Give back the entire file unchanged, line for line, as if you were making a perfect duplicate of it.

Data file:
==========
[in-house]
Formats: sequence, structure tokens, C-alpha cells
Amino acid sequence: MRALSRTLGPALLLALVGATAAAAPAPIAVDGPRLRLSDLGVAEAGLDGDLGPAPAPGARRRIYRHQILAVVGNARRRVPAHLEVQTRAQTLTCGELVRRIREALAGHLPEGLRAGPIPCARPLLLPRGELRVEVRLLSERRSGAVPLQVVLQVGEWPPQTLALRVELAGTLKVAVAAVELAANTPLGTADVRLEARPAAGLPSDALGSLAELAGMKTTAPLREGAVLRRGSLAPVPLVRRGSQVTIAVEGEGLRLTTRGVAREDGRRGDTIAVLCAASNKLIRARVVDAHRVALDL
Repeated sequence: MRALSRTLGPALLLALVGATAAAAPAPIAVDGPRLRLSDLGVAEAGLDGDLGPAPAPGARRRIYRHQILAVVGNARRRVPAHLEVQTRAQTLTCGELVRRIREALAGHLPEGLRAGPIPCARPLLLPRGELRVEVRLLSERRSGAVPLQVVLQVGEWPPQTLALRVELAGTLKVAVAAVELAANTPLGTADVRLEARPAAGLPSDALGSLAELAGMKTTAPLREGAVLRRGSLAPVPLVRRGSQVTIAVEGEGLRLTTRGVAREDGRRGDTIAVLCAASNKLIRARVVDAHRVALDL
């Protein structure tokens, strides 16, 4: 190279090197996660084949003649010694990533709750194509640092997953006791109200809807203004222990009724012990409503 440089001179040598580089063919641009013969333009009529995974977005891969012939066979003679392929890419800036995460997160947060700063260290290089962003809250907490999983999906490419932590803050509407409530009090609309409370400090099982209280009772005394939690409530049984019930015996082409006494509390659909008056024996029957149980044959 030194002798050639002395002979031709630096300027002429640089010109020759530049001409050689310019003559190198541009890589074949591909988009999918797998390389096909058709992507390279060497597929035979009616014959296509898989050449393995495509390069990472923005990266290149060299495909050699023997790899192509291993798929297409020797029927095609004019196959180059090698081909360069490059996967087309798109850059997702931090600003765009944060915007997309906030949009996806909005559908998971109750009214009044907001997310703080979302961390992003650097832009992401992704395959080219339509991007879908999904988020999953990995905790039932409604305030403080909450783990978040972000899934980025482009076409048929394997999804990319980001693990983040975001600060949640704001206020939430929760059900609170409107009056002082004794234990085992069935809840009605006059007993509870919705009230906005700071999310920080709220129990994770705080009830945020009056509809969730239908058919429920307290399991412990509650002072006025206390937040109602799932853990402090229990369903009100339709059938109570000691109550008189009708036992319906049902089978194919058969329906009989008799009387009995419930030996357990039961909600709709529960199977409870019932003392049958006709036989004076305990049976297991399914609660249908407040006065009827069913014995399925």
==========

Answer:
[in-house]
Formats: sequence, structure tokens, C-alpha cells
Amino acid sequence: MRALSRTLGPALLLALVGATAAAAPAPIAVDGPRLRLSDLGVAEAGLDGDLGPAPAPGARRRIYRHQILAVVGNARRRVPAHLEVQTRAQTLTCGELVRRIREALAGHLPEGLRAGPIPCARPLLLPRGELRVEVRLLSERRSGAVPLQVVLQVGEWPPQTLALRVELAGTLKVAVAAVELAANTPLGTADVRLEARPAAGLPSDALGSLAELAGMKTTAPLREGAVLRRGSLAPVPLVRRGSQVTIAVEGEGLRLTTRGVAREDGRRGDTIAVLCAASNKLIRARVVDAHRVALDL
Repeated sequence: MRALSRTLGPALLLALVGATAAAAPAPIAVDGPRLRLSDLGVAEAGLDGDLGPAPAPGARRRIYRHQILAVVGNARRRVPAHLEVQTRAQTLTCGELVRRIREALAGHLPEGLRAGPIPCARPLLLPRGELRVEVRLLSERRSGAVPLQVVLQVGEWPPQTLALRVELAGTLKVAVAAVELAANTPLGTADVRLEARPAAGLPSDALGSLAELAGMKTTAPLREGAVLRRGSLAPVPLVRRGSQVTIAVEGEGLRLTTRGVAREDGRRGDTIAVLCAASNKLIRARVVDAHRVALDL
């Protein structure tokens, strides 16, 4: 190279090197996660084949003649010694990533709750194509640092997953006791109200809807203004222990009724012990409503 440089001179040598580089063919641009013969333009009529995974977005891969012939066979003679392929890419800036995460997160947060700063260290290089962003809250907490999983999906490419932590803050509407409530009090609309409370400090099982209280009772005394939690409530049984019930015996082409006494509390659909008056024996029957149980044959 030194002798050639002395002979031709630096300027002429640089010109020759530049001409050689310019003559190198541009890589074949591909988009999918797998390389096909058709992507390279060497597929035979009616014959296509898989050449393995495509390069990472923005990266290149060299495909050699023997790899192509291993798929297409020797029927095609004019196959180059090698081909360069490059996967087309798109850059997702931090600003765009944060915007997309906030949009996806909005559908998971109750009214009044907001997310703080979302961390992003650097832009992401992704395959080219339509991007879908999904988020999953990995905790039932409604305030403080909450783990978040972000899934980025482009076409048929394997999804990319980001693990983040975001600060949640704001206020939430929760059900609170409107009056002082004794234990085992069935809840009605006059007993509870919705009230906005700071999310920080709220129990994770705080009830945020009056509809969730239908058919429920307290399991412990509650002072006025206390937040109602799932853990402090229990369903009100339709059938109570000691109550008189009708036992319906049902089978194919058969329906009989008799009387009995419930030996357990039961909600709709529960199977409870019932003392049958006709036989004076305990049976297991399914609660249908407040006065009827069913014995399925």